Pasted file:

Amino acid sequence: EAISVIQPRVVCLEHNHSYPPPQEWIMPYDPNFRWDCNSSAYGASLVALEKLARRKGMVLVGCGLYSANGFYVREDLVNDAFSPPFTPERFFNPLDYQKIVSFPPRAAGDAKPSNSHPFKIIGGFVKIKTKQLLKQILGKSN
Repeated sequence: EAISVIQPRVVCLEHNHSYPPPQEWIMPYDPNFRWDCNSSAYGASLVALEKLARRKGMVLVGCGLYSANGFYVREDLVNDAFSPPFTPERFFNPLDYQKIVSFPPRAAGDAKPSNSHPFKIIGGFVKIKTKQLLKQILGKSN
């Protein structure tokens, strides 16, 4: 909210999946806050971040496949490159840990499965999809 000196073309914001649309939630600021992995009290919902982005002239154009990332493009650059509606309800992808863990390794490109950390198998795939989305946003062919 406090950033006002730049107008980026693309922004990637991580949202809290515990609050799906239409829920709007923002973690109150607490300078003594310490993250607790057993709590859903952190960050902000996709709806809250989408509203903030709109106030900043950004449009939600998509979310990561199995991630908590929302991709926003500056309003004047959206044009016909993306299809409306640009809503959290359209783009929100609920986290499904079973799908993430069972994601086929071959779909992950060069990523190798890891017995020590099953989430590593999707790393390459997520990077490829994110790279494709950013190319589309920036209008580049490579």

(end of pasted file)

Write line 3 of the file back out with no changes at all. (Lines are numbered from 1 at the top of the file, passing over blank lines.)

């Protein structure tokens, strides 16, 4: 909210999946806050971040496949490159840990499965999809 000196073309914001649309939630600021992995009290919902982005002239154009990332493009650059509606309800992808863990390794490109950390198998795939989305946003062919 406090950033006002730049107008980026693309922004990637991580949202809290515990609050799906239409829920709007923002973690109150607490300078003594310490993250607790057993709590859903952190960050902000996709709806809250989408509203903030709109106030900043950004449009939600998509979310990561199995991630908590929302991709926003500056309003004047959206044009016909993306299809409306640009809503959290359209783009929100609920986290499904079973799908993430069972994601086929071959779909992950060069990523190798890891017995020590099953989430590593999707790393390459997520990077490829994110790279494709950013190319589309920036209008580049490579």